NBC News posed the following 29 questions to the U.S. Army on Dec. 28, 2006. The Army responded with the two statements that follow the questions.
I. Status of the Raytheon System
- When will the Raytheon active protection system (APS) — to use precise acquisition terminology — be ‘qualified and ready?’
- When will the Raytheon APS be finished with all of its testing, fully integrated and actually deployed in the field protecting US soldiers?
- Back in June, Col. Donald Kotchman told us that the earliest Raytheon’s system could be fielded is 2011. Is that still the case?
- On Sept. 21, 2006, Gen. Sorenson testified to Congress that Raytheon’s system will be ready to “hang on a vehicle” in 2008. Exactly what was Gen. Sorenson suggesting the Army will be ready to hang on a vehicle in 2008? A system that’s fully ‘qualified and ready’ or a ‘black box’ with an APS capability?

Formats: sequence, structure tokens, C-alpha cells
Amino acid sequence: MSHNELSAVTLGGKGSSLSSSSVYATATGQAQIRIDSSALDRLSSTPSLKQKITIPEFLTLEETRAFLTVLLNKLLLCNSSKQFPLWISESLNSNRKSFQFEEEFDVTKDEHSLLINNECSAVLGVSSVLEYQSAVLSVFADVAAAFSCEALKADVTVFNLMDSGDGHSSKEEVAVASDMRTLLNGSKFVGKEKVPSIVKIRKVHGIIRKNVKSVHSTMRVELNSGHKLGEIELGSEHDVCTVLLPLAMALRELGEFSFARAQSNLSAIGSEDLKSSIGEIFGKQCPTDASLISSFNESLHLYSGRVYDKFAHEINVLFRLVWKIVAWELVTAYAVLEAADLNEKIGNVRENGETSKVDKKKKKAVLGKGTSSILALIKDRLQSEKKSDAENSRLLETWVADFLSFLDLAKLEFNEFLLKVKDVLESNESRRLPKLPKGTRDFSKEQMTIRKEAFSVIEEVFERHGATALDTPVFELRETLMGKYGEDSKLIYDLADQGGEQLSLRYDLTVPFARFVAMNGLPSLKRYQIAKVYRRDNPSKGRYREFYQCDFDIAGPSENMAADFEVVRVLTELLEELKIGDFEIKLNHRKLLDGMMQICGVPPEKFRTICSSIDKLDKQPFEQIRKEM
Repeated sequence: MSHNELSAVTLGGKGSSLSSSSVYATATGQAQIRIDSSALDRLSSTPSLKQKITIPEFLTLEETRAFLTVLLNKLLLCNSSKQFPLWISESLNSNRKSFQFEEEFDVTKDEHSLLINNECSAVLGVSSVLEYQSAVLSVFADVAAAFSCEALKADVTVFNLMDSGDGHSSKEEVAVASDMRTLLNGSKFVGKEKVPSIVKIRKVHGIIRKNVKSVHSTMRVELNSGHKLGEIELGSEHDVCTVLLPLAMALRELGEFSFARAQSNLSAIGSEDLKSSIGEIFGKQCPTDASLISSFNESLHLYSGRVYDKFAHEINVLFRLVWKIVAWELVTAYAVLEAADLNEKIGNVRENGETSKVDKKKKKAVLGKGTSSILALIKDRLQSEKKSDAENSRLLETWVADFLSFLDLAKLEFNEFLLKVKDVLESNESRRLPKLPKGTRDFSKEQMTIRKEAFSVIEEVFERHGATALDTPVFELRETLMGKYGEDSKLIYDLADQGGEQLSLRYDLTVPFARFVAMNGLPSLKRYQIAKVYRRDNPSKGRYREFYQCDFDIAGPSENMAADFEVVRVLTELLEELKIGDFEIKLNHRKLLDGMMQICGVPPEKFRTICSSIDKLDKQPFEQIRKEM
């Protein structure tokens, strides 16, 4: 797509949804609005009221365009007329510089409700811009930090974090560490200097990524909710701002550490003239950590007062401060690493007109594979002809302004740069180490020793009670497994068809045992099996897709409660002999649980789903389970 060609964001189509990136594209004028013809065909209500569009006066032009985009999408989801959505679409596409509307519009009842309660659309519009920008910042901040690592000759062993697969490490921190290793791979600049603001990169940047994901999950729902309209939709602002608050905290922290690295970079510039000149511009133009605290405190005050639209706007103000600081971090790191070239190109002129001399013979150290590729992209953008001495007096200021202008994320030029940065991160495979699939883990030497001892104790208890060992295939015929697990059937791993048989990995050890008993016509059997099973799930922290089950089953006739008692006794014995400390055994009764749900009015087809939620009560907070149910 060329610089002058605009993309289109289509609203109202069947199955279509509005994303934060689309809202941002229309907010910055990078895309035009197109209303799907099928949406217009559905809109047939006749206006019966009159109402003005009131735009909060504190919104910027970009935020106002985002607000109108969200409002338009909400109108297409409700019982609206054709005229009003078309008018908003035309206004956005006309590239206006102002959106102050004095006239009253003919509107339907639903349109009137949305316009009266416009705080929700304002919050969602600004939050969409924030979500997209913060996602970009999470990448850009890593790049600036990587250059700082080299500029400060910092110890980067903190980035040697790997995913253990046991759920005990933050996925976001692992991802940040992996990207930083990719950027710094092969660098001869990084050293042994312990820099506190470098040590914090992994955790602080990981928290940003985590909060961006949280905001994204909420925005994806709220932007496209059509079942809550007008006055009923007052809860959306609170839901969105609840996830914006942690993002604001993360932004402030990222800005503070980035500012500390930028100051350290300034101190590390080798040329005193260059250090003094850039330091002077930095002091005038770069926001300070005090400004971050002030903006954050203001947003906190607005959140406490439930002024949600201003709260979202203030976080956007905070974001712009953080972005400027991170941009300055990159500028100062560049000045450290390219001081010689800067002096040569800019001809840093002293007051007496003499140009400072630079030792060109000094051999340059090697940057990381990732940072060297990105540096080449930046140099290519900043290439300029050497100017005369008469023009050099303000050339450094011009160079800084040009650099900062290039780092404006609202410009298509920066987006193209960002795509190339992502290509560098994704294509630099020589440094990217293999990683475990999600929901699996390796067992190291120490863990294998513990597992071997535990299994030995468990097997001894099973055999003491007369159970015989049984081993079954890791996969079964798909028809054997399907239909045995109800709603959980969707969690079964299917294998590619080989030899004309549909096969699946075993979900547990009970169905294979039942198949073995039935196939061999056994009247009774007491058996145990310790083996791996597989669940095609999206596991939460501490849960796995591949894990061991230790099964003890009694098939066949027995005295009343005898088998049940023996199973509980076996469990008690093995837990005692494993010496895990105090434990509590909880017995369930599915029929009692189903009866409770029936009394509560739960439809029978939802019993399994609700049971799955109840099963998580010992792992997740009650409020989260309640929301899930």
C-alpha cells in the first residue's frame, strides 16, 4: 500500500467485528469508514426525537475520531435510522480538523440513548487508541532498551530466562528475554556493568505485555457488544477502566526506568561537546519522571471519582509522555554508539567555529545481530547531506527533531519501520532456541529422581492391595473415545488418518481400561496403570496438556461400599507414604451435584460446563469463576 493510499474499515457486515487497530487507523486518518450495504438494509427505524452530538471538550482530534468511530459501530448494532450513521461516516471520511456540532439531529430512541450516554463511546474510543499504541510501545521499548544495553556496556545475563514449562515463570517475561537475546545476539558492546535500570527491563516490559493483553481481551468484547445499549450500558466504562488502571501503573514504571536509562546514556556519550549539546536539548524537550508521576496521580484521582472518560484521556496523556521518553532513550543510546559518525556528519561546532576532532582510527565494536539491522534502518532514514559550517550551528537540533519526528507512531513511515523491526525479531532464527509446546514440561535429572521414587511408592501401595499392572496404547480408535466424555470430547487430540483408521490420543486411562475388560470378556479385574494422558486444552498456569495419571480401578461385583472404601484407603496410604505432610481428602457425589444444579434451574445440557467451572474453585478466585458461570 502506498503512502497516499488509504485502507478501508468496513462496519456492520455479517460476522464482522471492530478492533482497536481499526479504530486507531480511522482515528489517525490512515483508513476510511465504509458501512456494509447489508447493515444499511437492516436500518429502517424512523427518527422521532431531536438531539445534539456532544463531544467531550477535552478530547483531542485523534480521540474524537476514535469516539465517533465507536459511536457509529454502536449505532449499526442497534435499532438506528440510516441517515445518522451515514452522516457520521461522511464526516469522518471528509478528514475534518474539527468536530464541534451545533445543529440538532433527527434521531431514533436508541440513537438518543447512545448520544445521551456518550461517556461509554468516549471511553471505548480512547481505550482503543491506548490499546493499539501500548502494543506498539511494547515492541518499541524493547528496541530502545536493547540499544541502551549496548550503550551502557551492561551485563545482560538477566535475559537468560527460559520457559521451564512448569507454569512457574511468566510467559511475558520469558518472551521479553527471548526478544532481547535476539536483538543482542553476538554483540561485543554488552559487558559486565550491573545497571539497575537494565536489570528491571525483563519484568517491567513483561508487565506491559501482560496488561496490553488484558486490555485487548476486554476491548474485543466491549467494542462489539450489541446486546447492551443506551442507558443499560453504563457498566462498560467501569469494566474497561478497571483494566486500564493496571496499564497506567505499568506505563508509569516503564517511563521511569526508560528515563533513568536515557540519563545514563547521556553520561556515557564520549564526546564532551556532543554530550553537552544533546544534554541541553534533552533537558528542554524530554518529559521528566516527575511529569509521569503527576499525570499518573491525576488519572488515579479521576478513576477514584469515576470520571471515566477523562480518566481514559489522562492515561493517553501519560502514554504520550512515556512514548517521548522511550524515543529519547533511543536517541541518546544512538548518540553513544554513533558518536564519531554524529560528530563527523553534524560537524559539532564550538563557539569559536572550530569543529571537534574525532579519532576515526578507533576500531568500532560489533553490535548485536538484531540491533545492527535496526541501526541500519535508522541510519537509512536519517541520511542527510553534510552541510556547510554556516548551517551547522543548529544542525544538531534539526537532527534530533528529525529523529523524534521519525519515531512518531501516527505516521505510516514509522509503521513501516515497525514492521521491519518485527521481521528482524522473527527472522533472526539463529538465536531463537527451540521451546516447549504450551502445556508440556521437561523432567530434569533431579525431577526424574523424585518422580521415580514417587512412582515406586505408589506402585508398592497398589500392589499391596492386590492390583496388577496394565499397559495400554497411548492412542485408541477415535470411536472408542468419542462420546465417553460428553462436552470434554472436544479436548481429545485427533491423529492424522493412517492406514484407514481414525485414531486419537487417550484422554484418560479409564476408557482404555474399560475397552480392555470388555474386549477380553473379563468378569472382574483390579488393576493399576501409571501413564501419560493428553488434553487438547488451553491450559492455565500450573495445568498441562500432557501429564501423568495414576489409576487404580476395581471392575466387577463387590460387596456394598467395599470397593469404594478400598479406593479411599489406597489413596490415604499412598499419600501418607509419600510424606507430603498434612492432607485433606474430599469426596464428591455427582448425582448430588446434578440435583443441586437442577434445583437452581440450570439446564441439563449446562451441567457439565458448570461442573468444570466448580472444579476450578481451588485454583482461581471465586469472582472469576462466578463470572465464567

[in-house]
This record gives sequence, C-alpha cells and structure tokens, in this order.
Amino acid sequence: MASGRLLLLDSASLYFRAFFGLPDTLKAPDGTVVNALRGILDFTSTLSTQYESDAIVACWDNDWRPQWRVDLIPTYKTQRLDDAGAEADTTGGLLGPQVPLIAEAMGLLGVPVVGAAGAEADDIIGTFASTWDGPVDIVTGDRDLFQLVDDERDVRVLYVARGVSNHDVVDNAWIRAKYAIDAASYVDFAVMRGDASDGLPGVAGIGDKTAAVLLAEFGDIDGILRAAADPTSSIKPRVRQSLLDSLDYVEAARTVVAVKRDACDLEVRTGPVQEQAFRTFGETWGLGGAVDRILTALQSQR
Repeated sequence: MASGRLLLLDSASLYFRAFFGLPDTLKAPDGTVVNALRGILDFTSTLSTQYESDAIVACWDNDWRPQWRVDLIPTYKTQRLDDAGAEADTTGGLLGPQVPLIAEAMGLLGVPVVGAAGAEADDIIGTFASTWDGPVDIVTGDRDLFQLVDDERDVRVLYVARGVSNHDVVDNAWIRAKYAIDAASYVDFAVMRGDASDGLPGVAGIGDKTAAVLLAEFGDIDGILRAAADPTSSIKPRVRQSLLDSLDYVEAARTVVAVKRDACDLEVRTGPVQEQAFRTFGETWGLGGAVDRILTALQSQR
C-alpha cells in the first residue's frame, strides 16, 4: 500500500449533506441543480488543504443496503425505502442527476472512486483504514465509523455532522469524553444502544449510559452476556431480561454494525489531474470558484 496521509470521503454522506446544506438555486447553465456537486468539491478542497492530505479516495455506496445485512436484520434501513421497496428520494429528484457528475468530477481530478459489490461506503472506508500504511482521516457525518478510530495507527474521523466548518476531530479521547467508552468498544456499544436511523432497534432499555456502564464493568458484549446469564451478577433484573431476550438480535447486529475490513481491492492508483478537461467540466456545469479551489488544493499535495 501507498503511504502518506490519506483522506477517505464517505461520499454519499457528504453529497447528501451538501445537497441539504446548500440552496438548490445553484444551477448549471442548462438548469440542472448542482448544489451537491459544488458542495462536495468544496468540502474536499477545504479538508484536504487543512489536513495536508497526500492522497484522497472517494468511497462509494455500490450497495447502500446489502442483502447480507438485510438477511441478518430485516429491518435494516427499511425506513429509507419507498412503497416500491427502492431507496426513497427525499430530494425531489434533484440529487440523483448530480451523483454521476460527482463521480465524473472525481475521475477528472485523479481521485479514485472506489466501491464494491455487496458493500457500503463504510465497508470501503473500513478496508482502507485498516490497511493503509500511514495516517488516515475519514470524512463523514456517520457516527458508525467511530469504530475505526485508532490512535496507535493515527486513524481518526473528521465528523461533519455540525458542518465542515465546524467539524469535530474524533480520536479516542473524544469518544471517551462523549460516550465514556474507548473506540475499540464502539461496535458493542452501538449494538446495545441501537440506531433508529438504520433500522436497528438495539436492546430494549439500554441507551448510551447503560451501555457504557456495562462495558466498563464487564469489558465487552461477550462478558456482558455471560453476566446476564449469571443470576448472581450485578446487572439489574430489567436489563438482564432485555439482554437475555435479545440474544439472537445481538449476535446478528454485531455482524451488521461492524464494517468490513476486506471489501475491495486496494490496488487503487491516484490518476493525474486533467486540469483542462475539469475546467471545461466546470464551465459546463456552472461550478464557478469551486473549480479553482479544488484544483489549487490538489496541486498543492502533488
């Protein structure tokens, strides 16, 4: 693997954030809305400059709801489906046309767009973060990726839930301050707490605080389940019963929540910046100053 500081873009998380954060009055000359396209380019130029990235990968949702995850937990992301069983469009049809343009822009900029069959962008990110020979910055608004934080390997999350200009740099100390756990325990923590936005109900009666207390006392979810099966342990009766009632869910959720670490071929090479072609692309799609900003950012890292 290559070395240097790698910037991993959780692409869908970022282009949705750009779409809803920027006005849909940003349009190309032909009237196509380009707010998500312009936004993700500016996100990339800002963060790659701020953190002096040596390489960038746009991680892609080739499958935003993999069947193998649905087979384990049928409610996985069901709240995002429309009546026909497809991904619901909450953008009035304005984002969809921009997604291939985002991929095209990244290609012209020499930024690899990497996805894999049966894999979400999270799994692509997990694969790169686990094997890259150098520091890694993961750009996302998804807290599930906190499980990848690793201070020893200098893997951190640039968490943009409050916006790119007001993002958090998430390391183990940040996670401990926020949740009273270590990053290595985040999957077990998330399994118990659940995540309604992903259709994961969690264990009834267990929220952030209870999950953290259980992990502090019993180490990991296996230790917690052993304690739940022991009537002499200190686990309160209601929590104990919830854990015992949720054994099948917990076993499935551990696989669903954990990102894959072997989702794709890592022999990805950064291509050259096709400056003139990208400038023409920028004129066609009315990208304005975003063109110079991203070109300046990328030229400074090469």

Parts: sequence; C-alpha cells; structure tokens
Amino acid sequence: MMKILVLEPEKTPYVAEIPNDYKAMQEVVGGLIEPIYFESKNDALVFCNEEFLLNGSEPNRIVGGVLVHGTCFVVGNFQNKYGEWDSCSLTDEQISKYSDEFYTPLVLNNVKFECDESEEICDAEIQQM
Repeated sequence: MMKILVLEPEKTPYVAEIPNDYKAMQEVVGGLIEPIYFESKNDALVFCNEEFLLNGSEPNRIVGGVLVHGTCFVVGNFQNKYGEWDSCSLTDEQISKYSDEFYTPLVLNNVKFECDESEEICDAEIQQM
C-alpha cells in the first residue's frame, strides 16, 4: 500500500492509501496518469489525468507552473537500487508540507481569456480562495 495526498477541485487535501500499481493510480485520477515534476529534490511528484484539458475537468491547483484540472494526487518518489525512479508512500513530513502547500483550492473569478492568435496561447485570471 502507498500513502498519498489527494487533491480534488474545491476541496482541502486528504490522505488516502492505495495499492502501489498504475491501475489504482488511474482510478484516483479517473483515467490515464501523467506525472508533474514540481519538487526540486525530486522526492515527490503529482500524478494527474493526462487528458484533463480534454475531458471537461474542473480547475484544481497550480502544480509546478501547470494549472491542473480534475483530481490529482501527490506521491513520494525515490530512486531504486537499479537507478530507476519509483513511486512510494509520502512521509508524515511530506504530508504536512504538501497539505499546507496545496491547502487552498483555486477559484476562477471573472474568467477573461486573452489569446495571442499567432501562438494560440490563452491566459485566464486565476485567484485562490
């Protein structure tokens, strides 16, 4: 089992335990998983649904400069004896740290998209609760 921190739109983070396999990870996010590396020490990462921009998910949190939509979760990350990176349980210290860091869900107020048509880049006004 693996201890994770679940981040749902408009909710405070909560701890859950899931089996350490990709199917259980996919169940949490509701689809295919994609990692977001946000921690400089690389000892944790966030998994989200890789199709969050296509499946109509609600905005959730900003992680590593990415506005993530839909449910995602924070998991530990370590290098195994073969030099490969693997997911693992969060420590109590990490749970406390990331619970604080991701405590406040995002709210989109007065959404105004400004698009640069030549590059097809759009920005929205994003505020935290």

- What is the Army doing to integrate Raytheon’s APS on current force systems?
- Has the Army -- not Raytheon, but the Army -- tested the Raytheon system yet?
- When will the Raytheon system be tested under circumstances like those Trophy endured in April 2006 at Dahlgren (i.e. mounted on an Army vehicle… that is on the move… and simultaneously engaging incoming RPGs from two sides)?
- In letters and testimony to Congress, the Army has asserted that the best proof that Trophy isn’t ready for primetime is the fact that the Israeli Defense Forces (IDF) have yet to integrate and field the system. Given that the IDF is currently doing just that, has the Army changed its position?
- The Army has told Congress that Trophy presents an unacceptable risk to soldiers and civilians who are near the system when it engages an incoming RPG. Is that still the Army’s position?